By Carolina Rubio
“Unity is power” read teachers’ shirts on March 14, 2014, when the president of Sweetwater Education Association, Roberto Rodriguez, authorized the association’s board of directors to go on strike unless the district proposed a fair and final offer to solve the healthcare contract dispute. Although teachers have picket-fenced outside the school during the morning, the district board has shown no reaction towards the protest; therefore, the teacher’s union has decided to take further steps towards achieving a change in their issue. The purpose of the strike is to stop subsequent violations of teachers’ contracts overall, not simply healthcare cuts, which take money from the employees’ checks. The pay cutbacks have not been the only issue for teachers, but classroom sizes have also gotten out of hand, according to teachers, and continuous budget cuts have cost some educators their jobs.
“It’s an emotional topic for me,” said history teacher Candice DeVore.
The district has currently taken away $400 to $600 dollars from staff’s healthcare salaries, going against a contract that was signed a year ago. The contract stated that teachers would receive $1,005 dollars per month, but with Brand’s new rates, the district has reduced the amount to $750 dollars per month for each member. Also, teachers argue that they have not have a raise in eight years and they were not paid for the fourlough days last year.
“The District will not, however, tolerate or acquiesce to conduct by SEA, its officers, agents, or members that is illegal, unprotected, or interferes with or disrupts the orderly delivery of education to students,” Board Superintendent Edward Brandt said.
According to Rodriguez, the SEA has the legal right to get authorization from its members to go on strike, regardless of the situation. Some teachers feel that the strike is the worst possible thing they could resort to, something that was not happened since
“Management has absolutely no authority to influence or interfere with our process; however, the attempts of the superintendent to intimidate teachers in this district is not surprising […] our members will not be silenced,” Rodriguez said.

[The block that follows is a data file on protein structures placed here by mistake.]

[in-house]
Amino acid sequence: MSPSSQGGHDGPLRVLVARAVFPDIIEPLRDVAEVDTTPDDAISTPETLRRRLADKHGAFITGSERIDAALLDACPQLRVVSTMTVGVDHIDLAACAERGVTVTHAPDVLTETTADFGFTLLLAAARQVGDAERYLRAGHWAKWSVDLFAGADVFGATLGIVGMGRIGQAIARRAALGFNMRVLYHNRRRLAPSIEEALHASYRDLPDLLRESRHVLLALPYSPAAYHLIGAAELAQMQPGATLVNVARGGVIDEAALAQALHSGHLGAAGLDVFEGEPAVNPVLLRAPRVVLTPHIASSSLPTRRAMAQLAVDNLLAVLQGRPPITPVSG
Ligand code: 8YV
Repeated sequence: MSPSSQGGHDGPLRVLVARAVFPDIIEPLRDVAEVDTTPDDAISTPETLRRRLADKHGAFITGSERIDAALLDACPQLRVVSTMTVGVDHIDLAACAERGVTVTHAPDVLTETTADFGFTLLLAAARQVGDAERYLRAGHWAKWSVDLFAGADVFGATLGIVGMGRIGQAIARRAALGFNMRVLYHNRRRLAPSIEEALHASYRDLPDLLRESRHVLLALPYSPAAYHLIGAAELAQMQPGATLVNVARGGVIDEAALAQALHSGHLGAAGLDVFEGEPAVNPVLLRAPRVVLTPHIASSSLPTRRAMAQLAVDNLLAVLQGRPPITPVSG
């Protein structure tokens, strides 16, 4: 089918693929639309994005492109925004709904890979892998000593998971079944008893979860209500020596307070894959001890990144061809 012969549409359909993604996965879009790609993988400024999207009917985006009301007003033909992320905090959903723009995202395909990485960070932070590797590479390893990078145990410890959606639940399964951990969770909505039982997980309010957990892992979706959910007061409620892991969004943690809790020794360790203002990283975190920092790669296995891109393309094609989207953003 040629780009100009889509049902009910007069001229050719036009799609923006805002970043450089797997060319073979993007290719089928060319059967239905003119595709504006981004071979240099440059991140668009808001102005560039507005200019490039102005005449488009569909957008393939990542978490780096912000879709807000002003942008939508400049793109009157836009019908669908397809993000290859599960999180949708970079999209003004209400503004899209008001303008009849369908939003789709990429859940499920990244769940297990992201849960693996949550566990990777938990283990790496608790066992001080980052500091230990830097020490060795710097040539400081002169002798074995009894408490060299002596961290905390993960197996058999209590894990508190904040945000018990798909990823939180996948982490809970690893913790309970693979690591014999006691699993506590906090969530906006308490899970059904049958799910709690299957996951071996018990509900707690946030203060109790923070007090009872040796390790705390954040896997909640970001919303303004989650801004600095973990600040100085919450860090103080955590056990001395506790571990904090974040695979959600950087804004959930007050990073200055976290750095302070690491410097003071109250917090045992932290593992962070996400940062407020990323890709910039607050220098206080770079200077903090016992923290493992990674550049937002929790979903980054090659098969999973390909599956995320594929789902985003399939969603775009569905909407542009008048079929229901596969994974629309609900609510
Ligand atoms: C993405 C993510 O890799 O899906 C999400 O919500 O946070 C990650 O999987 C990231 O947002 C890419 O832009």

Their warrant for striking was a ULP (unfair labor practice), which allowed them to strike without losing money. Although they had already filed a complaint with “PERB” (public employment relations board), it could have taken up to a year for a ruling on the ULP to confirm if it is a violation or not. Although this was the most tranquil way to handle the issue, teachers claimed that unless nonviolent, direct action took place, the “corruption” would have continued. Representatives and strike captains such as Gregory Raby have been taking action by keeping the staff informed. The strike was only to occur when all other negotiations failed, and can still strike with a simple majority of 51% of the union’s vote. Also, according to the San Diego Reader, Rodriguez has planned for the association to meet with parents to explain the entire issue–since some have seen picket-fencing and striking as an objectionable issue. Some teachers even feel that the strike is disappointing in the sense that they are failing their students.
“Because the parties are currently engaged in impasse mediation, it is unlawful for SEA to threaten, prepare for, or engage in strike at this time,” said Brandt. “The strike constitutes an illegal pressure tactic, and is violation of SEA’s duty to negotiate and participate in impasse resolution procedures in good faith. SEA’s actions are entirely unlawful. Unlawful attempts to involve the students and their parents, and disrupt the delivery of education will not be tolerated.”
In regards to students, a large amount of teachers at Bonita and other schools have temporarily cancelled tutoring, club advising, and the district issue has directly affected the education procedures. Even though these tutoring sessions affected students harshly, ARC tutoring is still being offered and clubs have held meetings outside of classrooms.
“A strike is our union’s last resort,” said union leader Al Ohlendorf. “We tried to get the district to bargain. I’ve been here 23 years and we’ve never had to strike before.”